When in 1655 the tupchi-bashi Hoseinqoli Khan died, king Abbas II (r. 1642-1666) did not appoint a new one.[20] The jabbehdar-bashi ("head of the royal arsenal") took over its role temporarily until 1660-1661.[20] Floor mentions that the post may then have become vacant afterwards, for a few years.[20]

The term tupchi-bashi was also used to designate the commanders of local artillery batteries in the various cities and provinces of the empire.[21] A proper example of this would be the year 1701, when one of the artillerymen (tupchis) in Tiflis was appointed vakil ("regent") of the tupchi-bashi of Tiflis fortress.[21]

The office of tupchi-bashi ranked evidently lower than the sepahsalar, qollar-aghasi and qurchi-bashi, and his salary was thus lower as well.[22] According to Engelbert Kaempfer, the tupchi-bashi also served as an admiral, though there was basically no effective Safavid fleet until 1734.[23]


The Tofangchi-aghasi (also spelled tufangchi-aqasi and otherwise known as tofangchi-bashi) was the commander of the Safavid Empire's musketeer corps. The tofangchi-aghasi was assisted by numerous officers, i.e. minbashis, yuzbashis, dahbashis, as well as an administrative staff (i.e. vizier, mostoufi), who dealt with the muster rolls.[24] Apart from the tofangchis, he also held supreme command over the jarchibashis, rikas (staff bearers armed with pole axes), and tabardars of the musketeer corps.[25] He was one of the six rokn ol-dowleh ("pillar of the state").

Though the tofangchi-aghasi was considered to be a high-ranking office on paper, de facto, it was one of the lowest on the "military totem-pole", in other words, military hierarchy.[26] For example, the tofangchi-aghasi, despite being a rokn ol-dowleh, was not a member of the inner royal council.[26] Nevertheless, the post was generally held by scions of noble families.[26]



Mannequin of a Safavid Qizilbash soldier, exhibited in Sa'dabad, Iran

The Qizilbash was a Shia militant group which mostly consisted of Turkmen tribes, but also Iranian ones, such as the Talysh and certain Kurdish tribes. The largest tribes of the Qizilbash were the Ustajlu, the Rumlu, the Shamlu, the Zul Qadr, the Tekkelu, the Afshar and the Qajar—all Turkmens.[27] The Qizilbash were the main factor of the foundation of the Safavid dynasty and the conquest of Iran. Unlike the gholam corps, the Qizilbash did not rely on payment from royal treasury, but were instead granted land. In return, they supplied the Safavid shah with troops and provisions.[28]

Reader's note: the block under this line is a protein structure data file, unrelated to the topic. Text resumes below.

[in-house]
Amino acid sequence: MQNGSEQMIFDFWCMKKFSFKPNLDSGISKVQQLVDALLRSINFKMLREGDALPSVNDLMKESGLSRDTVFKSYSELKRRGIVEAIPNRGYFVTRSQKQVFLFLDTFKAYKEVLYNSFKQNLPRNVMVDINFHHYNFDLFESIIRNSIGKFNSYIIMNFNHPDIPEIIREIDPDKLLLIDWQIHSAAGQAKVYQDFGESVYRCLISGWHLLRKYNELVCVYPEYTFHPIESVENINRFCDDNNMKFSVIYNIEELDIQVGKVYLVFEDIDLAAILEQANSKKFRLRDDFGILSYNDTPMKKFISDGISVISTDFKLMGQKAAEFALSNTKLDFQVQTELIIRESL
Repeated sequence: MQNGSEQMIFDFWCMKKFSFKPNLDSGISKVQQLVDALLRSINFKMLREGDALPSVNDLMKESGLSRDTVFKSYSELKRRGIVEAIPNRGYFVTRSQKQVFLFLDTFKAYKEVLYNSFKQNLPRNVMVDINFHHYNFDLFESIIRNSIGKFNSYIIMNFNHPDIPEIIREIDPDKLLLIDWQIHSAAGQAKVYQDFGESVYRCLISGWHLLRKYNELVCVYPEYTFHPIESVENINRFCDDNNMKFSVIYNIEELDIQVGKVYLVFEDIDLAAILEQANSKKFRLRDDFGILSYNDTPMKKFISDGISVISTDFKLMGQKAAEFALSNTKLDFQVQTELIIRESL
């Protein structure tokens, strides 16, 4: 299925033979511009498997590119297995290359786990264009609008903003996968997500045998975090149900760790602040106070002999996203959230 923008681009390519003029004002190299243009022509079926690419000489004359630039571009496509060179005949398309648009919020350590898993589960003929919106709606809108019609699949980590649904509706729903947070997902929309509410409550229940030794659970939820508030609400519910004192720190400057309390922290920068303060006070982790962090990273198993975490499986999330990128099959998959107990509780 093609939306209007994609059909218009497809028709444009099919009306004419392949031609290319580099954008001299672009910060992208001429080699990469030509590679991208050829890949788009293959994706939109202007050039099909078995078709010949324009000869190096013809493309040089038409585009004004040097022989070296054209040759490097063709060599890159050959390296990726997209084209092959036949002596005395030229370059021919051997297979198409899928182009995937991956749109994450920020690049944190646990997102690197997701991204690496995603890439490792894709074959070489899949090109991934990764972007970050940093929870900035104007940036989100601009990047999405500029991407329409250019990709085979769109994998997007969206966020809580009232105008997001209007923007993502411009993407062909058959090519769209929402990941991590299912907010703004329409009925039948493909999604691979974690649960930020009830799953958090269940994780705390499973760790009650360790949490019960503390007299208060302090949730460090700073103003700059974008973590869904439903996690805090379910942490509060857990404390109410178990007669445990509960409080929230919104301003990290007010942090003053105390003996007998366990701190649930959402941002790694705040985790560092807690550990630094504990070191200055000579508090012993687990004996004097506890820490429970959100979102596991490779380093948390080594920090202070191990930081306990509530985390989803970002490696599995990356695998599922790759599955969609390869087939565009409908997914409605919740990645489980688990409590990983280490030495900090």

During the reign of Ismail, the Qizilbash almost saw him as a divine person, and regarded him as the representative of the hidden Imam Muhammad al-Mahdi. A group drawn from the Qizilbash, known as the "ahl-i ikhtisas", was a small group of officers, who had kept the Safaviyya order alive during Ismail's refuge in Gilan. These officers included a lala ("tutor", "guardian"), and many others.[29] Ismail later adopted a policy by trying to avoid appointing the Qizilbash to the powerful vakil (vicegerent) office, and instead appointed his Iranian kinsmen to high offices, the first one being Mir Najm Zargar Gilani. This was because Ismail had lost some trust to the Qizilbash, who possessed too much power and were no longer very trustworthy.[30][31]

The fifth Safavid shah Abbas I (r. 1588–1629), made the gholam corps much stronger in order to counterbalance the power and influence of the Qizilbash.[32] Furthermore, he appointed non-Qizilbash officers as the governors of provinces which the Qizilbash used to govern.[1]


Painting of Isa Khan Safavi, a notable Safavid prince who served as the qurchi-bashi.

The royal bodyguard of the shah was known as the qurchi (a word derived from Mongolian, which means "archer"). The qurchis were theoretically enlisted from the Qizilbash tribes and were paid by money taken from the royal treasury. Though recruited mainly from among the Qizilbash, it was an independent and distinct corps from the Qizilbash army units.[33] During the early Safavid period, the qurchis were all from the same tribe, but that later changed. The head of the qurchis was known as the qurchi-bashi. They numbered 3,000 under the Ismail I and 5,000 under Tahmasp I (r. 1524–1576).[1][34]

Under Abbas I, the qurchis had become much more important and numbered 10,000-15,000. Abbas I gave several of qurchis governorship of large provinces, which decreased the power of the Qizilbash commanders, who were used to govern large provinces. During the late reign of Abbas' reign, the qurchi-bashi was the most powerful office of the empire.[1]

Local rulers also had qurchis at their disposal, though they were limited in number.[14] The vali (governor, viceroy) of Georgia had a qurchi corps to serve him, including a qurchi-bashi, and a legion of specialized qurchis for his "accoutrements" (i.e. qurchi-e zereh, qurchi-e kafsh, qurchi-e tarkesh, etc.).[14]